Thursday, August 02, 2007

Curriculum overview

I've been perusing and ingesting the Robinson Curriculum CDs I got. They're quite the deal, really. He has a proven method (i.e. has 'fruit'), but it's a little bit out there (and I'm already so out there..). It will take some prayer and thought as to how "out" I get in this.

My version of the overview: Teach your little ones to read and memorize all math facts (addition, subtraction, division, etc) for all numbers thru 12. Do this by the time they're 7 or so. At that point, hand them Saxon's Math 54. The students will work approximately 2 hours on math, write 1 page (copywork for kids up to 10 or so), then read certain books from an ordered list. This should all take 5-6 hours per day. Do it 6 days per week, all year long. NO tv in the home, NO sugar/honey/etc in kids' diets. Oh, and don't help. At all. As a teacher, you DO mark their written pages for errors (make them correct them). Everything else is done exclusively by the kids. The math lessons, the checking and reworking of missed problems, etc. There are vocabulary lists to go with certain books, and some tests for some books too.

Now, we could so easily argue against this regimen, but his arguments are equally if not more persuasive. Of his six children, the "slowest" in math completed Calculus at age 16. Then and only then do they start science, which, by the way, are MIT-grade college textbooks in chemistry and physics. History is taught via the carefully-selected books, as are other 'side' subjects. Of course, their lives should be rounded out with Bible and music and work and recreation, but those, he says, aren't required to be part of the formal curriculum, and aside from Bible, most would likely take away from what is necessary. His kids have gotten Bachelor's degrees in heavy subjects at Caltech after only 2 years of study. That's a pretty conclusive track record, considering his kids are not genius.

So while I sit here comparing my own diluted public-school education with what could've been... [Pardon the rabbit trail: There are books in this list about wars I never heard about, people who shaped the world that weren't mentioned in school, books written by people who shaped the world, and I never knew they even existed. I still kind of don't. And as for calculus? The environment of my detested public school had me convinced I didn't like math, and I stopped my high-school classes after geometry, algebra II, and trig. Doggone their socialist educational agendas!]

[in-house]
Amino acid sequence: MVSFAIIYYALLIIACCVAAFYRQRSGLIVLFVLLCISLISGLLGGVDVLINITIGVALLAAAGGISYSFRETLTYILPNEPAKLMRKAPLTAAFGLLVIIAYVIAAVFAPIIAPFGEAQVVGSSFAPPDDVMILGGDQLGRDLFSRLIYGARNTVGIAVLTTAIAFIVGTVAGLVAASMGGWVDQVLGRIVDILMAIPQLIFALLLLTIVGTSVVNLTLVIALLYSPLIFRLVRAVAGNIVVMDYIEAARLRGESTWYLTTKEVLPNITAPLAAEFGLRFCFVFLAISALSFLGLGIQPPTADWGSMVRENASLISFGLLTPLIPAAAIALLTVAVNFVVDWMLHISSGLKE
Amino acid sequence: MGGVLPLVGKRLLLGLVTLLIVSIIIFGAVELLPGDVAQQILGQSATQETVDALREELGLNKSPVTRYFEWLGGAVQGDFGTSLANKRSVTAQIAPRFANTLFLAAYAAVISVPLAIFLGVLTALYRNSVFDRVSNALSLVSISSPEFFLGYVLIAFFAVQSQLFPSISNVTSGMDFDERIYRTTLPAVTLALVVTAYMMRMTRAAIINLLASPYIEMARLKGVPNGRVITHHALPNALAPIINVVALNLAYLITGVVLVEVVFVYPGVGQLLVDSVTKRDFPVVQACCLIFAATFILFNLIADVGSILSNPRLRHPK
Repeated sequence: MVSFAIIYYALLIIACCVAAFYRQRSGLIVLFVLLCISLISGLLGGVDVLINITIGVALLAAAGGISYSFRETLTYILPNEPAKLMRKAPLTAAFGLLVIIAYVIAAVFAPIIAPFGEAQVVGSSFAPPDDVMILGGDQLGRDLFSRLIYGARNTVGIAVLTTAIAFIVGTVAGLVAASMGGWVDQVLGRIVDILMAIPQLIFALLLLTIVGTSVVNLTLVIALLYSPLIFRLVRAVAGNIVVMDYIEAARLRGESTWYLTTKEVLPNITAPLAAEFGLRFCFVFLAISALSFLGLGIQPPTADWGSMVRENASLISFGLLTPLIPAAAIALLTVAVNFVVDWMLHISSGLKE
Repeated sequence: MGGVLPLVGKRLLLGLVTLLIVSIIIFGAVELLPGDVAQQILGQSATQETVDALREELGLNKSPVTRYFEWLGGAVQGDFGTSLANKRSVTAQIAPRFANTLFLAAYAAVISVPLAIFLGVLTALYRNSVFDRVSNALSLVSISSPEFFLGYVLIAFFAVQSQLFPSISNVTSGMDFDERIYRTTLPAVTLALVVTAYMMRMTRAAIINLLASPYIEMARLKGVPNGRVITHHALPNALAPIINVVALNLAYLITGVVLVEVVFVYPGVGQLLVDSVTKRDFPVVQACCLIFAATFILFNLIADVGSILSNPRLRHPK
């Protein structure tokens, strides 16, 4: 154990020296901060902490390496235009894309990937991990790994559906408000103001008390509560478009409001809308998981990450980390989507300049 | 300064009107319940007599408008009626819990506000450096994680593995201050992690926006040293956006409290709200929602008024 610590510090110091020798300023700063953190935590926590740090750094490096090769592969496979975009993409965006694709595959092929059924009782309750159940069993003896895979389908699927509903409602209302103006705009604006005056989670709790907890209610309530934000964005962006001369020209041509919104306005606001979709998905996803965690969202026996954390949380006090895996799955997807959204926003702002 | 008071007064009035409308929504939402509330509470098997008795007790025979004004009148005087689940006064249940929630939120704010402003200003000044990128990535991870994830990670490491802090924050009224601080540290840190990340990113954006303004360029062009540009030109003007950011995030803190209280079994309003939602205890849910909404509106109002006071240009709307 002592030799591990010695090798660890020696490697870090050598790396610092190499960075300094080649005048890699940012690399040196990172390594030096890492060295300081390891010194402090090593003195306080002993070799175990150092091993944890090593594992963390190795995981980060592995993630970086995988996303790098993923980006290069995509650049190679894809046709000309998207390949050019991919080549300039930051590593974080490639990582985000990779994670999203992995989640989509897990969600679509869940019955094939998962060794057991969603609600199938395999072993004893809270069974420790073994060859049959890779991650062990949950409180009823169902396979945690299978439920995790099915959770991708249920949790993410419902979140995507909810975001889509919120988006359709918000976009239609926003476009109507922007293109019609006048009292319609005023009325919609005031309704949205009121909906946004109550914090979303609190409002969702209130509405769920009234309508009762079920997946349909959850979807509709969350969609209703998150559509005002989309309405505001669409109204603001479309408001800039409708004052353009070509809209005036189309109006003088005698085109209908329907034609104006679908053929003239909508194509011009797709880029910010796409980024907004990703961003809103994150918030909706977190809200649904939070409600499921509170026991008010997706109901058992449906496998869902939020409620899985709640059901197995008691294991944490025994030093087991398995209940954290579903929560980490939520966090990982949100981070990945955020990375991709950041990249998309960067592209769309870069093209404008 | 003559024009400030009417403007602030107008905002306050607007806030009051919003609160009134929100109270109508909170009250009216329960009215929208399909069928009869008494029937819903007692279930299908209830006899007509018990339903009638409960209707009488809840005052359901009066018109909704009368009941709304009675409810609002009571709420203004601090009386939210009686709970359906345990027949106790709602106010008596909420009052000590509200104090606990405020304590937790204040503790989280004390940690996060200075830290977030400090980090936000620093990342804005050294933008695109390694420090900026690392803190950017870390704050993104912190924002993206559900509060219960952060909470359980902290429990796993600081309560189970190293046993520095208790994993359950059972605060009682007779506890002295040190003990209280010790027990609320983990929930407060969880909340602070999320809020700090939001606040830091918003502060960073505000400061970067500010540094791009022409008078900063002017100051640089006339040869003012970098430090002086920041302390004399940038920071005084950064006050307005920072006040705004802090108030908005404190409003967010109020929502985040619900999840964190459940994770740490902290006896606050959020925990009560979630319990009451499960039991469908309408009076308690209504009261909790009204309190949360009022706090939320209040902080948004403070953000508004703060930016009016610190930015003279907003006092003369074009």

In a section explaining why grammar isn't taught in itself (of course, reading such high quality books and writing daily takes care of that), I ran across some amusing phrases. Things like:

" purge from the home all sources of low-quality speech, especially television."

I concur. But what if it's another family member? Shall we purge them from the home?

"...does not associate with poorly educated children (including most in the public schools)..."

Perhaps we can administer an SAT at the door before friends are admitted?

I guess that last one isn't as funny as it is true. Learning to think is anathema in America's public schools today, and it wouldn't make sense to have peers from among such a class. That is, it wouldn't make sense if your ultimate purpose for your children was academic excellence. That is not our sole purpose for ours, though socializing with children immersed in public school and similar influences goes against our purposes too. But not based on mental development.

I am thrilled to have been able to print out a McGuffey's primer for my girl to read in. We keep Little Monkey involved with learning letters from the first page which sports the alphabet in large letters. I've printed out 34 pages of phonics flashcards, which gall me to death, so boring is such a routine, but I think they will be useful. I could even print out my own version of THE 1611 King James Bible, calligraphy and all, but I don't have reams of blank paper sitting about. I might print out select pages from the 1913 Encyclopedia Britannica when the reading skills are appropriate; that's good learning material there. :) How many youngsters get that chance?


Anonymous said...

it sounds like you know what you are doing and have a plan. You will have to let me know if you persue that curriculum you spoke of and tell me how you like it. Sounds great! When are you starting school?

EllaJac said...

Anon; I don't know if I"d claim I "know what I am doing" but thanks. :) We have been doing very "light" school for some time. Big Sister has been reading McGuffy's Primer (from the curriculum cds) and copying sentences I write for her. Amazingly, she wrote her own "sentences" the other day, and if I recall from my teacher-ed days, that's typically a 2nd grade thing (I could be wrong), and if so I'm not worried about getting 'behind' with her. We're still waiting on some Saxon math workbooks, and when those arrive we'll add them to our routine.